]

The PageResource is loaded as the context of the view_page and edit_page routes by declaring a factory on the routes:

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    config.add_route('view_page', '/{pagename}', factory=page_factory)
    config.add_route('add_page', '/add_page/{pagename}',
                     factory=new_page_factory)
    config.add_route('edit_page', '/{pagename}/edit_page',
                     factory=page_factory)

Add view permissions

At this point we've modified our application to load the PageResource, including the actual Page model in the page_factory. The PageResource is now the context for all view_page and edit_page views. Similarly the NewPage will be the context for the add_page view.

Open the file tutorial/views/default.py.

First, you can drop a few imports that are no longer necessary:

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from pyramid.httpexceptions import HTTPFound
from pyramid.view import view_config

Edit the view_page view to declare the view permission, and remove the explicit checks within the view:

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@view_config(route_name='view_page', renderer='../templates/view.jinja2',
             permission='view')
def view_page(request):
    page = request.context.page

    def add_link(match):

The work of loading the page has already been done in the factory, so we can just pull the page object out of the PageResource, loaded as request.context. Our factory also guarantees we will have a Page, as it raises the HTTPNotFound exception if no Page exists, again simplifying the view logic.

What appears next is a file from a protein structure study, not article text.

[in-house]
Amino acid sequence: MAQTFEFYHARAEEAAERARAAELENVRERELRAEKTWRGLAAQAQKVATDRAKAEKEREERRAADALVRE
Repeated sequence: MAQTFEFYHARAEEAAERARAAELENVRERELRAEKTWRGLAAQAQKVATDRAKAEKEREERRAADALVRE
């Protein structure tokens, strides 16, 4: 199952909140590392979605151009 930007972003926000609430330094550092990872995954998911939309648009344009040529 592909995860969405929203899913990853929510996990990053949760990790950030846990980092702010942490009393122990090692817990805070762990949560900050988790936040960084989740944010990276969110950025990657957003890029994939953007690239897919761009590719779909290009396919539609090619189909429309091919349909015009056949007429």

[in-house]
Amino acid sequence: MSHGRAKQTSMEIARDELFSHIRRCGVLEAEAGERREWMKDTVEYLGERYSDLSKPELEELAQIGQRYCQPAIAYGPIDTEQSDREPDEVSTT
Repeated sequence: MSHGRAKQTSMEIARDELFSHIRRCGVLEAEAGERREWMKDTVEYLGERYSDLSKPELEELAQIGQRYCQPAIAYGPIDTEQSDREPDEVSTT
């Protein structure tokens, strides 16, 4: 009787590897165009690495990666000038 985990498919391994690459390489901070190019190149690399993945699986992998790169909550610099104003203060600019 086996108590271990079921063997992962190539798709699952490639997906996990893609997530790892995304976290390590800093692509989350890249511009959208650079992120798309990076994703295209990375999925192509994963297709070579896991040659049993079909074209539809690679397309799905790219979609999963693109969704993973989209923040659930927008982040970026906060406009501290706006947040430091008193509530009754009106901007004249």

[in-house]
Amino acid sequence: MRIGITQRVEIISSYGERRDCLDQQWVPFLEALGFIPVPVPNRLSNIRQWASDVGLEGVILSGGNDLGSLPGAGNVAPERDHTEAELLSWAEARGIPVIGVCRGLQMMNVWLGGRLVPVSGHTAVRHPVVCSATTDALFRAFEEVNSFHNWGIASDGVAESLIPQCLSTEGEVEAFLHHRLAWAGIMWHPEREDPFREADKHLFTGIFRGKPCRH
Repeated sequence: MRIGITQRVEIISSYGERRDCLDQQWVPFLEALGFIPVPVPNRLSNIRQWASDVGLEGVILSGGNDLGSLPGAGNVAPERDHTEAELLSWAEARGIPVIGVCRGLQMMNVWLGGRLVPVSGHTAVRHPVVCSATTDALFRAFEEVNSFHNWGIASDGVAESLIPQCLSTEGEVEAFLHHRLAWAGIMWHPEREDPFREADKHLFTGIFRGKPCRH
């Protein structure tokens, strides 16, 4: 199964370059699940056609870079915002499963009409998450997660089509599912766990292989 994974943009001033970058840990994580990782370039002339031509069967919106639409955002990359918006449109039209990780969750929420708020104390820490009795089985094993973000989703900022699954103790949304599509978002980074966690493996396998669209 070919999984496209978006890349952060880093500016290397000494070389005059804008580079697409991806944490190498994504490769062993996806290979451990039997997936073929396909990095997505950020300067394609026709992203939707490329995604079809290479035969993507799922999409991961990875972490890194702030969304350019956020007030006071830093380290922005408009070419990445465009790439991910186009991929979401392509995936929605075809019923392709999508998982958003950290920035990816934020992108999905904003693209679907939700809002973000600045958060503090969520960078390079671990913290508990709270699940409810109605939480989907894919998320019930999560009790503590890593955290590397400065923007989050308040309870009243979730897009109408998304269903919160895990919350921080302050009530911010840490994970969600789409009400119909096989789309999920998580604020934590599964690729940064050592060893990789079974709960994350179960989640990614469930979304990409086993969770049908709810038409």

Edit the edit_page view to declare the edit permission:

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@view_config(route_name='edit_page', renderer='../templates/edit.jinja2',
             permission='edit')
def edit_page(request):
    page = request.context.page
    if 'form.submitted' in request.params:

Edit the add_page view to declare the create permission:

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@view_config(route_name='add_page', renderer='../templates/edit.jinja2',
             permission='create')
def add_page(request):
    pagename = request.context.pagename
    if 'form.submitted' in request.params:

Note the pagename here is pulled off of the context instead of request.matchdict. The factory has done a lot of work for us to hide the actual route pattern.

The ACLs defined on each resource are used by the authorization policy to determine if any principal is allowed to have some permission. If this check fails (for example, the user is not logged in) then an HTTPForbidden exception will be raised automatically. Thus we're able to drop those exceptions and checks from the views themselves. Rather we've defined them in terms of operations on a resource.

The final tutorial/views/default.py should look like the following:

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import cgi
import re
from docutils.core import publish_parts

from pyramid.httpexceptions import HTTPFound
from pyramid.view import view_config

from ..models import Page

# regular expression used to find WikiWords
wikiwords = re.compile(r"\b([A-Z]\w+[A-Z]+\w+)")

@view_config(route_name='view_wiki')
def view_wiki(request):
    next_url = request.route_url('view_page', pagename='FrontPage')
    return HTTPFound(location=next_url)

@view_config(route_name='view_page', renderer='../templates/view.jinja2',
             permission='view')
def view_page(request):
    page = request.context.page

    def add_link(match):
        word = match.group(1)
        exists = request.dbsession.query(Page).filter_by(name=word).all()
        if exists:
            view_url = request.route_url('view_page', pagename=word)